python – How to draw vertical lines on a given plot in matplotlib

python – How to draw vertical lines on a given plot in matplotlib

The standard way to add vertical lines that will cover your entire plot window without you having to specify their actual height is plt.axvline

import matplotlib.pyplot as plt



xcoords = [0.22058956, 0.33088437, 2.20589566]
for xc in xcoords:

You can use many of the keywords available for other plot commands (e.g. color, linestyle, linewidth …). You can pass in keyword arguments ymin and ymax if you like in axes corrdinates (e.g. ymin=0.25, ymax=0.75 will cover the middle half of the plot). There are corresponding functions for horizontal lines (axhline) and rectangles (axvspan).

For multiple lines

xposition = [0.3, 0.4, 0.45]
for xc in xposition:
    plt.axvline(x=xc, color=k, linestyle=--)

python – How to draw vertical lines on a given plot in matplotlib

matplotlib.pyplot.vlines vs. matplotlib.pyplot.axvline

  • The difference is that vlines accepts 1 or more locations for x, while axvline permits one location.
    • Single location: x=37
    • Multiple locations: x=[37, 38, 39]
  • vlines takes ymin and ymax as a position on the y-axis, while axvline takes ymin and ymax as a percentage of the y-axis range.
    • When passing multiple lines to vlines, pass a list to ymin and ymax.
  • If youre plotting a figure with something like fig, ax = plt.subplots(), then replace plt.vlines or plt.axvline with ax.vlines or ax.axvline, respectively.
  • See this answer for horizontal lines with .hlines
import numpy as np
import matplotlib.pyplot as plt

xs = np.linspace(1, 21, 200)

plt.figure(figsize=(10, 7))

# only one line may be specified; full height
plt.axvline(x=36, color=b, label=axvline - full height)

# only one line may be specified; ymin & ymax specified as a percentage of y-range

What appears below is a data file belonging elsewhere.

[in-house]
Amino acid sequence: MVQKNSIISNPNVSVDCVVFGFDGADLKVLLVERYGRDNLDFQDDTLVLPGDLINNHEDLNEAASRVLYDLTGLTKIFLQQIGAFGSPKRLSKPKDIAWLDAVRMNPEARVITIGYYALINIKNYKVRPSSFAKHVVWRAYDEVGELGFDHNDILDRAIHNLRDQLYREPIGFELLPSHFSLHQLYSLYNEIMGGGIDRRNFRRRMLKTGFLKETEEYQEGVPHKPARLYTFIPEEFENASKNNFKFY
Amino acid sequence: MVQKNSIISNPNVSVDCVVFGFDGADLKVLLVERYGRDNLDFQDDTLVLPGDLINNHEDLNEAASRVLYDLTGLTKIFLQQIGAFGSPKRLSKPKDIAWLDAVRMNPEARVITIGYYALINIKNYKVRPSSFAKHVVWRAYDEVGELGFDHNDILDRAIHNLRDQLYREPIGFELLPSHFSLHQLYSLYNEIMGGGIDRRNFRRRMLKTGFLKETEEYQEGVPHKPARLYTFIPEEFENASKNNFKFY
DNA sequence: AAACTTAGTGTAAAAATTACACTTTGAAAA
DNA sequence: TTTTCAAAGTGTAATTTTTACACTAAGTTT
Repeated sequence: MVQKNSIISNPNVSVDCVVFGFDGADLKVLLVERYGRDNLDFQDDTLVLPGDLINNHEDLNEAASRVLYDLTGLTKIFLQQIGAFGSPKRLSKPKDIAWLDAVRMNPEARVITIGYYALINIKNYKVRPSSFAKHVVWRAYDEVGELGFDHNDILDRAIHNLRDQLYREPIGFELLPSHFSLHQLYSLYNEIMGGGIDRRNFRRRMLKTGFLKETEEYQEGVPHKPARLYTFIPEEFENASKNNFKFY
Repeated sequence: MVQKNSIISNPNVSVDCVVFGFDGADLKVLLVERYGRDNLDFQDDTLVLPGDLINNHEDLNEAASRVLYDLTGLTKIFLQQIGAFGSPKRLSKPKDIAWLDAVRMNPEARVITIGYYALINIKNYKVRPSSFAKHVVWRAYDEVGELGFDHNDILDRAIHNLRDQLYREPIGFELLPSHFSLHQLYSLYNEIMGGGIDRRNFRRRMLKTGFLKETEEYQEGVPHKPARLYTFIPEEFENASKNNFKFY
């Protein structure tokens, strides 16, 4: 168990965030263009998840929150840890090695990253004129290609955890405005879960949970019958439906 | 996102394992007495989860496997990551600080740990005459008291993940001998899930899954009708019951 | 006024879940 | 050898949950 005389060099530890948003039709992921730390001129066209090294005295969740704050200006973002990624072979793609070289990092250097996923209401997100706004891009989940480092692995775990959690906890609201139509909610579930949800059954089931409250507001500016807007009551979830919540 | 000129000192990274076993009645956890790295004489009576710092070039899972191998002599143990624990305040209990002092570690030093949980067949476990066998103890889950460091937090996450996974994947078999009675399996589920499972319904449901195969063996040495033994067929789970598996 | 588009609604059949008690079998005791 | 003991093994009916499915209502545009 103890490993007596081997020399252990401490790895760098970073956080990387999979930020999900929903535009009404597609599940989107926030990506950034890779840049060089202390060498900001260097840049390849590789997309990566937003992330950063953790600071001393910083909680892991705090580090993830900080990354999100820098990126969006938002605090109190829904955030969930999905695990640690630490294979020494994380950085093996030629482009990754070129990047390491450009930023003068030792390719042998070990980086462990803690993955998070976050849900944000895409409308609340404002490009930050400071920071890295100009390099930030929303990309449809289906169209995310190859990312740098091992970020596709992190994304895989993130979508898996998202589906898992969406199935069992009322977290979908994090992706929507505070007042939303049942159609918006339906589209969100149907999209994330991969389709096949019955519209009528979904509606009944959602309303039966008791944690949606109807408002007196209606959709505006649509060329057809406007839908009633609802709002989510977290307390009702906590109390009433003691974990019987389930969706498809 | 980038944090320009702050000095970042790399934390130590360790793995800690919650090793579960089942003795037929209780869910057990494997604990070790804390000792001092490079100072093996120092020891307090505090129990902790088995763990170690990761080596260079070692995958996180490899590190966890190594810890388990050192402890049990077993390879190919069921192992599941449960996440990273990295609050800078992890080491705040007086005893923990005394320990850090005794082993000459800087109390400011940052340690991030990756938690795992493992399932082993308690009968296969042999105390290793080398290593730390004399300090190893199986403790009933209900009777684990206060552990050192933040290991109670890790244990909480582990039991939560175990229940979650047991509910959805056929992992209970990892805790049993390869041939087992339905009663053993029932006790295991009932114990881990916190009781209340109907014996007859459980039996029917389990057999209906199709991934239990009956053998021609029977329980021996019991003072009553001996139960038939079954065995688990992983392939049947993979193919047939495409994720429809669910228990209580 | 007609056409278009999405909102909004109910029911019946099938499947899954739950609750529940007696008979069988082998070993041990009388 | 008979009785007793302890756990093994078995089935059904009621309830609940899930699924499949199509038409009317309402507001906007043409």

plt.axvline(x=36.25, ymin=0.05, ymax=0.95, color=b, label=axvline - % of full height)

# multiple lines all full height
plt.vlines(x=[37, 37.25, 37.5], ymin=0, ymax=len(xs), colors=purple, ls=--, lw=2, label=vline_multiple - full height)

# multiple lines with varying ymin and ymax
plt.vlines(x=[38, 38.25, 38.5], ymin=[0, 25, 75], ymax=[200, 175, 150], colors=teal, ls=--, lw=2, label=vline_multiple - partial height)

# single vline with full ymin and ymax
plt.vlines(x=39, ymin=0, ymax=len(xs), colors=green, ls=:, lw=2, label=vline_single - full height)

# single vline with specific ymin and ymax
plt.vlines(x=39.25, ymin=25, ymax=150, colors=green, ls=:, lw=2, label=vline_single - partial height)

# place legend outside
plt.legend(bbox_to_anchor=(1.0, 1), loc=upper left)


Barplot and Histograms

  • Note that barplots are usually 0 indexed, regardless of the axis labels, so select x based on the bar index, not the tick label.
    • ax.get_xticklabels() will show the locations and labels.
import pandas as pd
import seaborn as sns

# load data
tips = sns.load_dataset(tips)

# histogram
ax = tips.plot(kind=hist, y=total_bill, bins=30, ec=k, title=Histogram with Vertical Line)
_ = ax.vlines(x=16.5, ymin=0, ymax=30, colors=r)

# barplot 
ax = tips.loc[5:25, [total_bill, tip]].plot(kind=bar, figsize=(15, 4), title=Barplot with Vertical Lines, rot=0)
_ = ax.vlines(x=[0, 17], ymin=0, ymax=45, colors=r)



Time Series Axis

import pandas_datareader as web  # conda or pip install this; not part of pandas
import pandas as pd
import matplotlib.pyplot as plt
from datetime import datetime

# get test data; this data is downloaded with the Date column in the index as a datetime dtype
df = web.DataReader(^gspc, data_source=yahoo, start=2020-09-01, end=2020-09-28).iloc[:, :2]

# display(df.head())
                   High          Low
2020-09-01  3528.030029  3494.600098
2020-09-02  3588.110107  3535.229980

# plot dataframe; the index is a datetime index
ax = df.plot(figsize=(9, 6), title=S&P 500, ylabel=Price)

# add vertical line
ax.vlines(x=[datetime(2020, 9, 2), 2020-09-24], ymin=3200, ymax=3600, color=r, label=test lines)

ax.legend(bbox_to_anchor=(1, 1), loc=upper left)


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